The fate of Prop 8 has moved through the federal legal system with relative speed — until now.

A three-judge panel of the Ninth Circuit Court of Appeals is kicking a dicey and important procedural question — whether propopents of the California ban on same-sex marriage actually have standing to appeal — to the state Supreme Court. They argue that it is better left to that court to provide clarity on a matter of state constitutional law.

Last month, during oral arguments, they raised just such a possibility, on the grounds that it is unclear what the rights of the official proponents are when the official defendants in a case refuse to appeal. Then-California Gov. Arnold Schwarzenegger and then-Attorney General Jerry Brown, who are the official defendants in the case, refused to appeal Judge Vaughn Walker’s decision because they agree that Prop 8 is unconstitutional.

In their written opinions issued on Tuesday, the federal appellate judges appeared to be wary of just ruling that the proponents had no standing, and noted that it essentially would give the governor and attorney general an indirect veto over an initiative.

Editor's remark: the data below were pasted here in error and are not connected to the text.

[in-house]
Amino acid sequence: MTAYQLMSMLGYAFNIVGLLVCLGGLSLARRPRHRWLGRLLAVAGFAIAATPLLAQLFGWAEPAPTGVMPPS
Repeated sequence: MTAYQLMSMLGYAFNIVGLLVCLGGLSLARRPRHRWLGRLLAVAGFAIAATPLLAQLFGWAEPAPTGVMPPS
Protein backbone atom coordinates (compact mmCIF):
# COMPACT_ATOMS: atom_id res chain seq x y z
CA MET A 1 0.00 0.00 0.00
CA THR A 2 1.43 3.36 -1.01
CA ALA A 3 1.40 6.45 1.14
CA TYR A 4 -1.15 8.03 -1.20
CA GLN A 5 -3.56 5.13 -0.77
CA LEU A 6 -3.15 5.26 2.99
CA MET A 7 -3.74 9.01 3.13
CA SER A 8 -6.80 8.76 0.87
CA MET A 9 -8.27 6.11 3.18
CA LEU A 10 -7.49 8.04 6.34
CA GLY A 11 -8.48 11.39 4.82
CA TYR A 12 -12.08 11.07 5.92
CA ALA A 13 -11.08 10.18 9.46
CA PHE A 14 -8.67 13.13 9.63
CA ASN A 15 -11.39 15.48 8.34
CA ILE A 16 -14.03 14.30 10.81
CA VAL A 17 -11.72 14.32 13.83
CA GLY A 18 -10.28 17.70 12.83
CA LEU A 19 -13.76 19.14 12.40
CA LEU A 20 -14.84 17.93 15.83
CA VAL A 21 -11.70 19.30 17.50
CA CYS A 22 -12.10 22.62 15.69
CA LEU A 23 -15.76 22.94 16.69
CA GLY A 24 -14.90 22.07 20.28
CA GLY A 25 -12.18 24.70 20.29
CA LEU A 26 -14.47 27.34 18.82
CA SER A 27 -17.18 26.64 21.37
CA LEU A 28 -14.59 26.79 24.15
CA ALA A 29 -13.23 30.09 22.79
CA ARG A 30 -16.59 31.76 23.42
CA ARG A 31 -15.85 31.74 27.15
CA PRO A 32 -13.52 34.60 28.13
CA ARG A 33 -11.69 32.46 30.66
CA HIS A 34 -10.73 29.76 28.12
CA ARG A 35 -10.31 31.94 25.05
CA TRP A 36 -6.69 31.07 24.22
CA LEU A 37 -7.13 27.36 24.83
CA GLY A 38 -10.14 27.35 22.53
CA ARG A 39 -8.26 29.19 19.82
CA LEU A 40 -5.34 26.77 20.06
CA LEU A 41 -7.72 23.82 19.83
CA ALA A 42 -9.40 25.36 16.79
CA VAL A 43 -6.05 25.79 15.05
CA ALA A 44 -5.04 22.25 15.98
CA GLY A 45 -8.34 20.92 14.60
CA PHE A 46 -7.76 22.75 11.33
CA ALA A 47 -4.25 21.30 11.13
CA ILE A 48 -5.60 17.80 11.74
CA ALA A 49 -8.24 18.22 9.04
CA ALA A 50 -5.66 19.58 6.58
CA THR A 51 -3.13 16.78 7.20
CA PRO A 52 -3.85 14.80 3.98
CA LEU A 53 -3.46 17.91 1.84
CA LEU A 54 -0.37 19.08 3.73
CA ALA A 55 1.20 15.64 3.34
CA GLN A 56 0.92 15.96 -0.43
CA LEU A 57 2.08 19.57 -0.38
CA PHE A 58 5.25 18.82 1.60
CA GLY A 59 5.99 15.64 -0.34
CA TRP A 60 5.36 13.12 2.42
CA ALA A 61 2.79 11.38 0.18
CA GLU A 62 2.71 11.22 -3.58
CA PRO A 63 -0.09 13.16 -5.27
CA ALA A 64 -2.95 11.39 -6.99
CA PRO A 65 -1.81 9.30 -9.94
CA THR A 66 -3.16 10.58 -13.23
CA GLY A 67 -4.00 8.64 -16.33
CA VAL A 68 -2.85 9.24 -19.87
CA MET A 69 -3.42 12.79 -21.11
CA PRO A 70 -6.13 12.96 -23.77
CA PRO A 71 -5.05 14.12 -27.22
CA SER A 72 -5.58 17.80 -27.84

The appellate judges did reject an effort by Imperial County to get standing in the case, finding fault with the fact that their effort was led by the deputy county clerk, and not the clerk herself.

Perhaps most surprising in the series of rulings was a concurring statement written by Judge Stephen Reinhardt. He sought to clarify why they were sending the matter to the state Supreme Court, but expressed some exasperation at the parties, and the legal team challenging Prop 8 in particular, that the whole matter has gotten stuck at this procedural hurdle.

He argued that the standing issue could have been “wholly avoided.” He said that had the plaintiffs’ team, by Ted Olson and David Boies, filed their case against a broader set of defendants, they could have more simply obtained a statewide injunction after Walker’s August verdict. What’s more, had they filed suit against all of California’s counties, there would have been more options for one of those counties to step up and defend Prop 8. “Why preeminent counsel and the major law firms of which they are a part failed to do that is a matter on which I will not speculate,” Reinhardt.